Page images
[ocr errors][merged small][ocr errors][subsumed][merged small][ocr errors]





Impelled by feelings of the sincerest regard for your great and continued Support since my commencement in Business, I have been anxious to testify my gratitude in a manner not unworthy your acceptance :-and I indulge a hope, that, in dedicating to you the present Edition of the Writings of the illustrious Gray, my desire may in some measure be accomplished. What he was as a Poet and a Man has justly entitled him to a laurel lasting as Time itself; and, Sir, let it not be considered an unmerited encomium to remark, that the same benevolent virtues, which so eminently adorned and distinguished him, now shine with corresponding lustre and energy in yourself.

That Providence may long preserve you to your Family (to every branch of which I am bound by the strongest sense of obligation and respect) is the sincere and constant wish of,


Your ever grateful humble Servant,


St. John's Square,

Jan. 1, 1820.


[ocr errors]
[ocr errors]
[ocr errors]



[ocr errors]




Page 13. From Mr. West, on leaving the University, and removing to the

Temple 14. To Mr. West. A Sapphic Ode, occasioned by the preceding letter, with a Latin postscript, concluding with an Alcaic fragment

33 15. From Mr. West. Thanks for his Ode, &c. His idea of Sir Robert Walpole

36 16. To Mr. WALPOLE. Congratulates him on his new place. Whimsical description of the quadrangle of Peter-house

S7 17. To Mr. West. On his own leaving the University

38 18. From Mr. West. Sends him a Latin Elegy in answer to Mr Gray's Sapphic Ode


[ocr errors]
[ocr errors]
[ocr errors]


Short narrative, concluding the Section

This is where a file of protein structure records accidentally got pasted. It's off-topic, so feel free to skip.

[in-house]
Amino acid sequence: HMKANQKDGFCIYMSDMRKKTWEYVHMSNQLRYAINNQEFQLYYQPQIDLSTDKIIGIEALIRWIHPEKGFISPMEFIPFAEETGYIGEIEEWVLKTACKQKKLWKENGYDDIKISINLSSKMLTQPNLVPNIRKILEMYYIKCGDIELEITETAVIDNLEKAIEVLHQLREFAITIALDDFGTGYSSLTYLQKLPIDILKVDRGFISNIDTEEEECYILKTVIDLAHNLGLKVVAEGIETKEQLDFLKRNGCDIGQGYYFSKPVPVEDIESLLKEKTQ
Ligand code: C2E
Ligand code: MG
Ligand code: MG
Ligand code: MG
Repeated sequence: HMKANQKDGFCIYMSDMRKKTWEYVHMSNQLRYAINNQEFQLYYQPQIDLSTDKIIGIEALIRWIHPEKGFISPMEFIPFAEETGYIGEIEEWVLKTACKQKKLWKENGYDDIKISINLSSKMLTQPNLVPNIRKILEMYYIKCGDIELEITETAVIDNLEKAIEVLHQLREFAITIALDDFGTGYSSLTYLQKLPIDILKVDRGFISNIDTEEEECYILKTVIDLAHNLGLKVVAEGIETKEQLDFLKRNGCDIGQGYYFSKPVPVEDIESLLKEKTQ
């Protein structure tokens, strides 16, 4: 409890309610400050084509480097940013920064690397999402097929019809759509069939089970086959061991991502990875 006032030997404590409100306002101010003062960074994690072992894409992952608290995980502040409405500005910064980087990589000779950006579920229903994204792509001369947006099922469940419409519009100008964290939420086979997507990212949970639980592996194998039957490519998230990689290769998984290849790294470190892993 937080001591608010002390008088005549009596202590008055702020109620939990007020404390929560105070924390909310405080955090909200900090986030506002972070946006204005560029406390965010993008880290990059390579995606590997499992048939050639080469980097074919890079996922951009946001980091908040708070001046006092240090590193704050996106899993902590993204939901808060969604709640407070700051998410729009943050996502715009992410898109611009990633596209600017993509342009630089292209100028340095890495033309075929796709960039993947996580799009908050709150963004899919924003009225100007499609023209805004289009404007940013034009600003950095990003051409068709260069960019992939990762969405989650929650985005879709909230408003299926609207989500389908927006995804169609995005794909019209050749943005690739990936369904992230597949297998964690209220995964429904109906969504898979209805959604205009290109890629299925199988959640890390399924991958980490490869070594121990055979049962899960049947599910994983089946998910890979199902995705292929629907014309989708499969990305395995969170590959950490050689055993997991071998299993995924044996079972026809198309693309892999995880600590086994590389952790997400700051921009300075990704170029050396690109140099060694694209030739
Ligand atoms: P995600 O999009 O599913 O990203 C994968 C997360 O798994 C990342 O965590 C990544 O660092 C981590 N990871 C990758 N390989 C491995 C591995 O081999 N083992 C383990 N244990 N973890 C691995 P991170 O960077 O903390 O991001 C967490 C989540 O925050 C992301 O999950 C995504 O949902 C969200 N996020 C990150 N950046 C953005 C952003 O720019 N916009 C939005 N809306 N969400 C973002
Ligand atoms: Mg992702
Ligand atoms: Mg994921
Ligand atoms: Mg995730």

Connecting narrative. Mr. Gray goes abroad with Mr. Walpole.

Corresponds, during his tour, with his parents and Mr. West




[ocr errors]

1. To his Mother. His voyage from Dover. Description of Calais.

Abbeville. Amiens. Face of the country, and dress of the people 43 2. To Mr. West. Monuments of the Kings of France at St. Denis, &c. French opera and music. Actors, &c.

46 3. To Mr. West. Palace of Versailles. Its gardens and water-works. Installation of the Knights du S. Esprit

50 4. To his MOTHER. Rheims. Its cathedral. Disposition and amusements of its inhabitants

53 5. To his Father. Face of the country between Rheims and Dijon.

Description of the latter. Monastery of the Carthusians and Cis-

56 6. To Mr. West. Lyons. Beauty of its environs. Roman antiquities 57 7. From Mr. West. His wishes to accompany his friend. His retired

life in London. Address to bis Lyre, in Latin Sapphics, on the
prospect of Mr. Gray's return

60 *8. To bis MOTHER. Lyons. Excursion to the Grande Chartreuse. So

lemn and romantic approach to it. His reception there, and com-
mendation of the monastery

61 9. To his Father. Geneva. Advantage of a free government exhi

bited in the very look of the people. 'Beauty of the lake, and

plenty of its fish 10. To his MOTHER. Journey over the Alps to Turin. Singular accident in passing them. Method of travelling over mount Cenis

66 11. To Mr. West. Turin. Its carnival. More of the views and scenery

on the road to the Grande Chartreuse. Wild and savage prospects
amongst the Alps agreeable to Livy's description

69 12. To Mr. West. Genoa. Music. The Doge. Churches and the Pa

lazzo Doria




« PreviousContinue »